The commercial success of Blue Velvet, which also began Lynch’s on-going collaboration with composer Angelo Badalamenti, then allowed Lynch to join forces with renowned television writer Mark Frost to develop the television series Twin Peaks (1990-91). Continuing themes established in Blue Velvet, Twin Peaks is an exploration of a small town whose dark secrets are revealed during the murder investigation of high-school prom queen Laura Palmer (Sheryl Lee). Combining characters and storylines straight out of soap operas, sit-coms, detective stories, science fiction, and horror, Twin Peaks was a huge hit with its intertexuality, post-modern humour, and supernatural themes.

During the second series of Twin Peaks Lynch directed Wild At Heart (1990), adapted from the novel by Barry Gifford, which won him the Palme d’Or at Cannes. This ultra-stylised road movie tells the story of two lovers on the run whose hopes of romantic union are constantly thwarted by the violence around and within them. Similar to Blue Velvet, the sudden idealistic ending of perfect happiness is so drenched in irony that ultimately Lynch seems to be suggesting that people who have the potential for violence cannot find true happiness.

When Lynch returned to Twin Peaks he found that not only had it been announced that a third series would not happen, but that many of his ideas had been lost and replaced with more conventional narratives. The supernatural characters that had originally been enigmatically used to symbolise violence within the town had become more personified into beings who possessed men and caused them to inflict sexually violent crimes. It steered towards the dangerous waters of suggesting that men cannot be held responsible for their violent actions. Lynch’s alter-ego character Special Agent Dale Cooper (Kyle MacLachlan) had also become less the spiritual and intuitive detective, and more the romantic leading man. Lynch wrote and directed the final episode where he ‘punished’ the show by either killing off favourite characters or placing them in a personal hell.

Although the series had finished, Lynch was not ready to leave the town of Twin Peaks. He returned by making the prequel film, with production company CIBY-2000, about the last seven days of Laura Palmer’s life in Twin Peaks: Fire Walk With Me (1992). The film was a commercial and critical flop hated by fans who missed the humour of the series and were expecting explanations to the mysteries left behind by the series, and incomprehensible to the rest of the general public. Lynch’s purpose was not to clear up narrative threads but to reveal the true nature of the themes of domestic violence and child sexual abuse that had taken a back seat in the second series of the television show. When viewed as a film detached from the television series, Twin Peaks: Fire Walk With Me is a brilliant exploration of the ugliness and horrific consequences of violence in the home.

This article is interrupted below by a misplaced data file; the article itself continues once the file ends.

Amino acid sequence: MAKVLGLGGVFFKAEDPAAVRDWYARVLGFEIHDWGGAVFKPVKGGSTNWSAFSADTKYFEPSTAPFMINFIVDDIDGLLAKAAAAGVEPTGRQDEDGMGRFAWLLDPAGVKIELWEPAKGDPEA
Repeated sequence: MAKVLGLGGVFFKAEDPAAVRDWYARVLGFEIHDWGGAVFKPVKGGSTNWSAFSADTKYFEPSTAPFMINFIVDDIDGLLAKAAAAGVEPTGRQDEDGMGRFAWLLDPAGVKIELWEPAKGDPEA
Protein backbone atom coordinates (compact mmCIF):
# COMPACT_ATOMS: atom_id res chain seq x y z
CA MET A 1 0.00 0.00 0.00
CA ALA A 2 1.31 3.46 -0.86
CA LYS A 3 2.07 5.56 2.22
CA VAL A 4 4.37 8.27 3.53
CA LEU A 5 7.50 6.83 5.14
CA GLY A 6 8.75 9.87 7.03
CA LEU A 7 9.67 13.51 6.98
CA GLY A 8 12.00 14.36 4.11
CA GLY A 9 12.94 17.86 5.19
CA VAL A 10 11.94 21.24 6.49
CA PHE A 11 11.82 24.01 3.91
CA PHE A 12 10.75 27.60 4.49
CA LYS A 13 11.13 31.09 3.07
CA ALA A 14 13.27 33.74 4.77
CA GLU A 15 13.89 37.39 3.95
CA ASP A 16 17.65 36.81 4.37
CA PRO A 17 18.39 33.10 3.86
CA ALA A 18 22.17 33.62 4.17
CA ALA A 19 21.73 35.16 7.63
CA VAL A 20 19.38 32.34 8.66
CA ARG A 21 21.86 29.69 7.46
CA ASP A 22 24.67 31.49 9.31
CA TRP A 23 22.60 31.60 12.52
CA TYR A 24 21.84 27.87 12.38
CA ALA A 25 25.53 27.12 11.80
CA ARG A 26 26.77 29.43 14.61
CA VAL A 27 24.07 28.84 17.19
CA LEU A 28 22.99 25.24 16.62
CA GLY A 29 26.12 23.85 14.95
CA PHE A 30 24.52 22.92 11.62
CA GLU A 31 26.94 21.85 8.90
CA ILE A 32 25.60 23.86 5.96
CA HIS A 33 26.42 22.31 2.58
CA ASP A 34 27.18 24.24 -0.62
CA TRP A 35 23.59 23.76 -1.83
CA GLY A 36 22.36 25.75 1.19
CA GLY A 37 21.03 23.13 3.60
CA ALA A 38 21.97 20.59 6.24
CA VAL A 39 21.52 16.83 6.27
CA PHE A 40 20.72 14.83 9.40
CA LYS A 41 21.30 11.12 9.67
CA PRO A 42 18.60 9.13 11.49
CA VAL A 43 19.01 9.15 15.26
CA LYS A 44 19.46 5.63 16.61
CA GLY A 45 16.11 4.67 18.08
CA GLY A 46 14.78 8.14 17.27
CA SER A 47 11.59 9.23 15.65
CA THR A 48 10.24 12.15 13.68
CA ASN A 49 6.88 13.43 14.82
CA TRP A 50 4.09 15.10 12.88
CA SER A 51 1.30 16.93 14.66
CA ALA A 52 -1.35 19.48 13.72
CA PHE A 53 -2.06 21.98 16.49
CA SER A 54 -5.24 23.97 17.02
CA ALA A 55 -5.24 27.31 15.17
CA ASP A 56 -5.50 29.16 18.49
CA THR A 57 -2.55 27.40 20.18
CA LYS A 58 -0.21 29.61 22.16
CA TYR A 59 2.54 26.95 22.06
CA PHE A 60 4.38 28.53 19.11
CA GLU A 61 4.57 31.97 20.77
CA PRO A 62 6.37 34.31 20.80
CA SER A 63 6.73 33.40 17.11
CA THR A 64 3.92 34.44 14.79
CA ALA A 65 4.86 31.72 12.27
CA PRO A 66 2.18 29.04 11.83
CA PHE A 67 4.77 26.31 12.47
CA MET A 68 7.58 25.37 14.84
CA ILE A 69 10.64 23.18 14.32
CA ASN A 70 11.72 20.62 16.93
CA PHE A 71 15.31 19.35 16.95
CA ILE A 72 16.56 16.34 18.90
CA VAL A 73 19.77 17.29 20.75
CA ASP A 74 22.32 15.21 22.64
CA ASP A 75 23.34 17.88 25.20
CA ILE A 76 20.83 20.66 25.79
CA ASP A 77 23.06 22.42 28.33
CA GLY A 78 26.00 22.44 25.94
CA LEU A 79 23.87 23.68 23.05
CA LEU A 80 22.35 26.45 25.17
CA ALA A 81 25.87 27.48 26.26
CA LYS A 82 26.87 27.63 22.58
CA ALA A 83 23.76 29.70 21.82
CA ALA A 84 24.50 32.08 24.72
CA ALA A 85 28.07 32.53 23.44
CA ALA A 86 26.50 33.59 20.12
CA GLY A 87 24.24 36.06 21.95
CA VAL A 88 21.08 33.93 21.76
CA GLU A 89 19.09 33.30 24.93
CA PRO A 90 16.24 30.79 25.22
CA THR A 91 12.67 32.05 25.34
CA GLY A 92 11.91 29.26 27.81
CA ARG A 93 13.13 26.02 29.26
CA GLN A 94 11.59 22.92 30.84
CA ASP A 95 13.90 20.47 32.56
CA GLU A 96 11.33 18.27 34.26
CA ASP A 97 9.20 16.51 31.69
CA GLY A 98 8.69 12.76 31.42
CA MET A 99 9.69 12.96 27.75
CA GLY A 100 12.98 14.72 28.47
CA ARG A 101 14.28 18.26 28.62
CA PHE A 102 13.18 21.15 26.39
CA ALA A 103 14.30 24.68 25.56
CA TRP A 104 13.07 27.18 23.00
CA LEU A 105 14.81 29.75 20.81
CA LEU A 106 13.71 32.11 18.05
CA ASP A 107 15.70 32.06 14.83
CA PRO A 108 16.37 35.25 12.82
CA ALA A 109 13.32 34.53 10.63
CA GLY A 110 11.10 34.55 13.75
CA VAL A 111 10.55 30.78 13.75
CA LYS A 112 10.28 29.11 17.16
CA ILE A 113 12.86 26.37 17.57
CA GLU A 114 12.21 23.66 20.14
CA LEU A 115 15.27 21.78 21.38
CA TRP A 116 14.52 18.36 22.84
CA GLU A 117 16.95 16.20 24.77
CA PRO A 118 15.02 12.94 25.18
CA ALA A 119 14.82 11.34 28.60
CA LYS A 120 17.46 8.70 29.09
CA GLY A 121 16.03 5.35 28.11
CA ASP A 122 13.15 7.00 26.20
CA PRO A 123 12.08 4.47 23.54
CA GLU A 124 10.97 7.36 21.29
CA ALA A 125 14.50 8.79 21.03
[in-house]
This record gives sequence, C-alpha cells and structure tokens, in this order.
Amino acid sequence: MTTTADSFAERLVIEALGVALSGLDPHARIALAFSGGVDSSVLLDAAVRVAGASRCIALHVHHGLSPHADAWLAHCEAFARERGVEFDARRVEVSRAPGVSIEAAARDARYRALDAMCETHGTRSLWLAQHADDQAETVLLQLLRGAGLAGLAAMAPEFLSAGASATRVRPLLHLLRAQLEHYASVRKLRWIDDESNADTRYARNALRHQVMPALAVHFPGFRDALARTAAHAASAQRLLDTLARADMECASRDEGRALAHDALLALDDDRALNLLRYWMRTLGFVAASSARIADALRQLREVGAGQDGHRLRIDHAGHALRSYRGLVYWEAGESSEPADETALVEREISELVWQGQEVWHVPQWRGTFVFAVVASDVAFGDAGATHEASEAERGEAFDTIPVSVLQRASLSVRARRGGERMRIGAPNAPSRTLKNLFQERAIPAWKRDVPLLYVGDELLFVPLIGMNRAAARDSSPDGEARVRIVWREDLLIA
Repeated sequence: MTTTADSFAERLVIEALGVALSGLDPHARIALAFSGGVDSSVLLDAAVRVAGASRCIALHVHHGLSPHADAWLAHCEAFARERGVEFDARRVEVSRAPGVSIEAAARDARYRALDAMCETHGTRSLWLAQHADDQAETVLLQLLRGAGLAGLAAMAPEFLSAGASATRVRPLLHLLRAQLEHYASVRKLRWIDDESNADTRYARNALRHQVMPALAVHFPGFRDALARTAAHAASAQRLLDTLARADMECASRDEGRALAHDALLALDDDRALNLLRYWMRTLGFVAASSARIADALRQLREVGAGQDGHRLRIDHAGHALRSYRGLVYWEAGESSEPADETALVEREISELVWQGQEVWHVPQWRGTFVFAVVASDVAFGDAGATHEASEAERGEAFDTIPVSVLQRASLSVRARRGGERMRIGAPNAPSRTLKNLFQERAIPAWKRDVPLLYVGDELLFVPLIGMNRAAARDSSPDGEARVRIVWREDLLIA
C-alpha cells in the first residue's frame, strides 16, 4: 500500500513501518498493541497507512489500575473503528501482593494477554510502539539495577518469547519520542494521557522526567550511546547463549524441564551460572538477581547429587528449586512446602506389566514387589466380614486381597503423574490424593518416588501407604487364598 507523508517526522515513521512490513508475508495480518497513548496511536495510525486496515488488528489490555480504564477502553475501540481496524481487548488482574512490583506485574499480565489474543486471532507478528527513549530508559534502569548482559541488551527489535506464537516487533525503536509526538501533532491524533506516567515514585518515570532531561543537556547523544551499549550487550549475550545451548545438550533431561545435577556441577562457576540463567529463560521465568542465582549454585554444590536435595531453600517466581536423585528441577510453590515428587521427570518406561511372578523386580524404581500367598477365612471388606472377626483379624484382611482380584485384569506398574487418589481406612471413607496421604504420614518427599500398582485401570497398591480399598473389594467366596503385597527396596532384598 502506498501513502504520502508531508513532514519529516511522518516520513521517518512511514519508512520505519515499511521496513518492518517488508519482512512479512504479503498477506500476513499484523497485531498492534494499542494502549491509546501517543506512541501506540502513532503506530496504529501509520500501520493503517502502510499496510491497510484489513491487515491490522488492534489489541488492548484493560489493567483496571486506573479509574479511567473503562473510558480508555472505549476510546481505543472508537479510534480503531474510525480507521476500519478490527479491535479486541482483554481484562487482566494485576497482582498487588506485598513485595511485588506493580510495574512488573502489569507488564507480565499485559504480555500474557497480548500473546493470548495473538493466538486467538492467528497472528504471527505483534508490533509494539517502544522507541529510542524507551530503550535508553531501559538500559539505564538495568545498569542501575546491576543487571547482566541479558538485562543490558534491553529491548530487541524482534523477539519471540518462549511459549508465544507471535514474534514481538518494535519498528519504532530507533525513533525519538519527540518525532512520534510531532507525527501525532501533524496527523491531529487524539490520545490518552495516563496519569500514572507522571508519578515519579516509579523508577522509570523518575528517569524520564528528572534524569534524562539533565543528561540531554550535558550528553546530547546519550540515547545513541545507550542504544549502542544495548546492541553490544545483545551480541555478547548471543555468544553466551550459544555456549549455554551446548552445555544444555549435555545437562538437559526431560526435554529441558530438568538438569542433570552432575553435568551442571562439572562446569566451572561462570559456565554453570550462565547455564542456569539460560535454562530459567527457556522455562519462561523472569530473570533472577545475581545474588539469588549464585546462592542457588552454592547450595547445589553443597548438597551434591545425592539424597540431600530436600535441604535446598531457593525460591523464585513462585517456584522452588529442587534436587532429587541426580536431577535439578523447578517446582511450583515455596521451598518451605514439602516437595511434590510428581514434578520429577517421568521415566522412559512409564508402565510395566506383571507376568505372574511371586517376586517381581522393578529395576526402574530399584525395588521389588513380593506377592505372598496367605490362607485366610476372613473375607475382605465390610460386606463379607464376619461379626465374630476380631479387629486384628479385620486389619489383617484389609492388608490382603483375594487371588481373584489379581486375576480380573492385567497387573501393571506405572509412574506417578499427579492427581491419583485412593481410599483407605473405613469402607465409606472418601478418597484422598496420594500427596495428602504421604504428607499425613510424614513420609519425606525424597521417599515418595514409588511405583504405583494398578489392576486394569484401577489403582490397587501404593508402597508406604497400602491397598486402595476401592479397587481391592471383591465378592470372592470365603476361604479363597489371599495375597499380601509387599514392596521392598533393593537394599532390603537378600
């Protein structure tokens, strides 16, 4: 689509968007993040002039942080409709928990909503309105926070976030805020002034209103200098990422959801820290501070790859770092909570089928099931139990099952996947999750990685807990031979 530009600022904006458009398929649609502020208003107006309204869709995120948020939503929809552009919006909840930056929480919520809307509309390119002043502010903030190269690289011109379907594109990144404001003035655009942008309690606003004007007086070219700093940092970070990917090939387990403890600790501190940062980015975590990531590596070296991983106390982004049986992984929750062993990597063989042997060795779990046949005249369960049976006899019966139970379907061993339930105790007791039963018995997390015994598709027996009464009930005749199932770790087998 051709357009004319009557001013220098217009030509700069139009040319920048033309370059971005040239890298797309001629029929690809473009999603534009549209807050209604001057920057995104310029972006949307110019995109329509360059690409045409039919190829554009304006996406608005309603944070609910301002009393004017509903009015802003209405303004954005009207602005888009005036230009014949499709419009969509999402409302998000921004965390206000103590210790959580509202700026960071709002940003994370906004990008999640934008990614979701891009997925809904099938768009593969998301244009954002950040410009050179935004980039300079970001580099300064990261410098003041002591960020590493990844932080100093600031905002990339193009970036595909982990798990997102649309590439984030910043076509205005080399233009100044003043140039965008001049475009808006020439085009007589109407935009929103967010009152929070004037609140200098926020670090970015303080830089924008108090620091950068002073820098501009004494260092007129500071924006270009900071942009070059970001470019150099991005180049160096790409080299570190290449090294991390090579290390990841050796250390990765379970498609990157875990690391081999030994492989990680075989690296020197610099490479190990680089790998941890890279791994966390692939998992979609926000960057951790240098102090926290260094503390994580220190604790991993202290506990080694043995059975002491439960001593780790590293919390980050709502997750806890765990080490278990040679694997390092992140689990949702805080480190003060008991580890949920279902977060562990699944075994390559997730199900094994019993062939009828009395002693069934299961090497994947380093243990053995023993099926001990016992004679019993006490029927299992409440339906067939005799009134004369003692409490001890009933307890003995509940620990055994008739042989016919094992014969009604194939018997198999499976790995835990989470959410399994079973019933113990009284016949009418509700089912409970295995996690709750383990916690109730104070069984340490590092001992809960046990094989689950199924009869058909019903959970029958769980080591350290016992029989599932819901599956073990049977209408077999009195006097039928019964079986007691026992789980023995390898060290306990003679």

By totally abandoning realism in Twin Peaks: Fire Walk With Me, Lynch succeeded in showing what the series could only hint at due to restraints of format and censorship guidelines of prime time television. The horrors of domestic violence are amplified by having a narrative about incest and by depicting the experience through the eyes of the incest victim, Laura Palmer. Laura’s world is a nightmare; her psychological defence mechanism is to project her abuser as the demonic figure, BOB (Frank Silva) rather than accept the reality that her father, Leland Palmer (Ray Wise), is the perpetrator. Lynch deliberately makes it difficult for the viewer to watch Twin Peaks: Fire Walk With Me so that they can experience the same confusion, terror and betrayal that Laura suffers. Lynch creates sensations that cannot be easily forgotten, so that abuse cannot be witnessed at a safe distance.

After various other short-lived television projects, Lynch’s next project was a writing collaboration with Barry Gifford, to be directed by Lynch. The result was “A 21st Century Noir Horror Film”, Lost Highway (1997). Similar to Eraserhead and Twin Peaks: Fire Walk With Me, Lost Highway was a surreal nightmare from the perspective of its lead character, Fred Madison (Bill Pullman). Unlike Lynch’s previous work, the setting was Los Angeles and the lead character, Fred, was anything but sympathetic. For the first time Lynch showed a view of the world, not through the eyes of an innocent, but through the eyes of an abusive male character. Fred is a paranoid misogynist who suffers a complete reality breakdown through his self-denial of the fact he has murdered his wife in a jealous rage.